The metropolitan area includes nearly 840,000 people in El Paso County and 1.4 million people in Juárez, according to U.S. and Mexico census figures.
After health care workers, Mexico’s national vaccine strategy is focused on rural seniors and it’s unclear when the vaccine will arrive for the public in Juárez. The nation’s defense ministry, tasked with distributing the vaccine, didn’t respond to requests for the exact number of doses administered in Juárez, and Chihuahua state health authorities declined to say.
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US focuses on getting ‘every American’ vaccinated
Before their virtual meeting on Monday, President Andrés Manuel López Obrador told reporters he planned to ask President Joe Biden to share the country’s vaccine stash with its southern neighbor.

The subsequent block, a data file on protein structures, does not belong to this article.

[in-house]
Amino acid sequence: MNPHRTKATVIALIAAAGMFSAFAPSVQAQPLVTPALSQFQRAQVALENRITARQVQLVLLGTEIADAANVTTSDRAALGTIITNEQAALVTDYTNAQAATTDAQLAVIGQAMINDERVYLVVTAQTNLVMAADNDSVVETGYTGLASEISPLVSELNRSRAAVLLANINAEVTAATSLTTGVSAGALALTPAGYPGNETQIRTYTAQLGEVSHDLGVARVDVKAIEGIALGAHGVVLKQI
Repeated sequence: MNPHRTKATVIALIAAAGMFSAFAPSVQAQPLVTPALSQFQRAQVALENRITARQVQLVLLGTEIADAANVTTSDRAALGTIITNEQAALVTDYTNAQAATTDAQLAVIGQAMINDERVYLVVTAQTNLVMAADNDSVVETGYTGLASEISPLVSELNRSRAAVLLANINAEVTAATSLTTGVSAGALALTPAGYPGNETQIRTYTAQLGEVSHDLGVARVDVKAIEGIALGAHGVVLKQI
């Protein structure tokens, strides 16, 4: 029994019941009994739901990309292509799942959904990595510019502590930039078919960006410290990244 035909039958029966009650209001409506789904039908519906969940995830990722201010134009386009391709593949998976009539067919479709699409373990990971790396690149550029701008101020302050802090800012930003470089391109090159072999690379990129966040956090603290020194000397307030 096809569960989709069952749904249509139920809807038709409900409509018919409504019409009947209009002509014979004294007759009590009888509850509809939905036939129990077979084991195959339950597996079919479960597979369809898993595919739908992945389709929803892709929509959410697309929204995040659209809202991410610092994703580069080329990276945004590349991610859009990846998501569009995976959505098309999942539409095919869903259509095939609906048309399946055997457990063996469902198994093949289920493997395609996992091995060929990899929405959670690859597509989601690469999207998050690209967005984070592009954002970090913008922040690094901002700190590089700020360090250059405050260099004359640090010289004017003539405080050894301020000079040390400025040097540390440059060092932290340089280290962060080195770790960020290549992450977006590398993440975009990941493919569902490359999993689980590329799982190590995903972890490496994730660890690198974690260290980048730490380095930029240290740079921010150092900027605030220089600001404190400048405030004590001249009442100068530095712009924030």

The White House quickly swept that idea off the table.
“The administration’s focus is on ensuring that every American is vaccinated, and once we accomplish that objective we’re happy to discuss further steps beyond that,” White House spokeswoman Jen Psaki said during a Monday press briefing ahead of the bilateral meeting.
“Juárez is still struggling with the vaccine.”
Later, in a readout of the call, the White House said the two leaders “agreed to deepen cooperation on pandemic response, including by enhancing public health capabilities, information sharing and the development of border policies.”
In the borderland, where communities on either side of the international line are inextricably linked, Mexico’s vaccine program is nearly as important to public health on the U.S. side as the homegrown one, experts say.